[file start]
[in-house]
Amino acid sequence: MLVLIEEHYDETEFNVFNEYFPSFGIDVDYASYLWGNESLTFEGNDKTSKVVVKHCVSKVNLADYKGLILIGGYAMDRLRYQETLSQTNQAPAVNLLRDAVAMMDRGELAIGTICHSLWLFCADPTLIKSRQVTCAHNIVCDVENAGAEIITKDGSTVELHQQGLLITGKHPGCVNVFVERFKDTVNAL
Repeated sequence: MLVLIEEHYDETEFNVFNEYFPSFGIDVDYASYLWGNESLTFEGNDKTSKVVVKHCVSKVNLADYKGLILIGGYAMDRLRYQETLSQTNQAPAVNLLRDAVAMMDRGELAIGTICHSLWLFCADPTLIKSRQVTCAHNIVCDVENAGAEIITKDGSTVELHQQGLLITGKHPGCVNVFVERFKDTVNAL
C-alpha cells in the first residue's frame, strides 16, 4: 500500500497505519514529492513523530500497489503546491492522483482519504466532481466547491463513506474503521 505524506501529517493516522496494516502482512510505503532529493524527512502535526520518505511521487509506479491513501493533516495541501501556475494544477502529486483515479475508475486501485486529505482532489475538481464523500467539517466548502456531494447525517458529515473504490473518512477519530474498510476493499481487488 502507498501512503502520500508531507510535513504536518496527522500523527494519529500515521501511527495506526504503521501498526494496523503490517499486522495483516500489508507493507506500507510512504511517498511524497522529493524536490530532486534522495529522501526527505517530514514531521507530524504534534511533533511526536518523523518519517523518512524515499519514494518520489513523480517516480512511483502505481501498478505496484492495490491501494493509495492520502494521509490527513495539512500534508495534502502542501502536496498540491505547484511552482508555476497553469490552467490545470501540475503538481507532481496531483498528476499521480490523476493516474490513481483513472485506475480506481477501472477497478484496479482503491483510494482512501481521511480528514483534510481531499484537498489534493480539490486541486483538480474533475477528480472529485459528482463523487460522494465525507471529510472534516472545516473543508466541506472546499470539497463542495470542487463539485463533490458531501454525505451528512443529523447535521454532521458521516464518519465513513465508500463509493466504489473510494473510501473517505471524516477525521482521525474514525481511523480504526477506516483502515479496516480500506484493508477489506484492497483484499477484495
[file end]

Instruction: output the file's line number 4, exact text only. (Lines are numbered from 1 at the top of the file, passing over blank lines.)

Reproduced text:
C-alpha cells in the first residue's frame, strides 16, 4: 500500500497505519514529492513523530500497489503546491492522483482519504466532481466547491463513506474503521 505524506501529517493516522496494516502482512510505503532529493524527512502535526520518505511521487509506479491513501493533516495541501501556475494544477502529486483515479475508475486501485486529505482532489475538481464523500467539517466548502456531494447525517458529515473504490473518512477519530474498510476493499481487488 502507498501512503502520500508531507510535513504536518496527522500523527494519529500515521501511527495506526504503521501498526494496523503490517499486522495483516500489508507493507506500507510512504511517498511524497522529493524536490530532486534522495529522501526527505517530514514531521507530524504534534511533533511526536518523523518519517523518512524515499519514494518520489513523480517516480512511483502505481501498478505496484492495490491501494493509495492520502494521509490527513495539512500534508495534502502542501502536496498540491505547484511552482508555476497553469490552467490545470501540475503538481507532481496531483498528476499521480490523476493516474490513481483513472485506475480506481477501472477497478484496479482503491483510494482512501481521511480528514483534510481531499484537498489534493480539490486541486483538480474533475477528480472529485459528482463523487460522494465525507471529510472534516472545516473543508466541506472546499470539497463542495470542487463539485463533490458531501454525505451528512443529523447535521454532521458521516464518519465513513465508500463509493466504489473510494473510501473517505471524516477525521482521525474514525481511523480504526477506516483502515479496516480500506484493508477489506484492497483484499477484495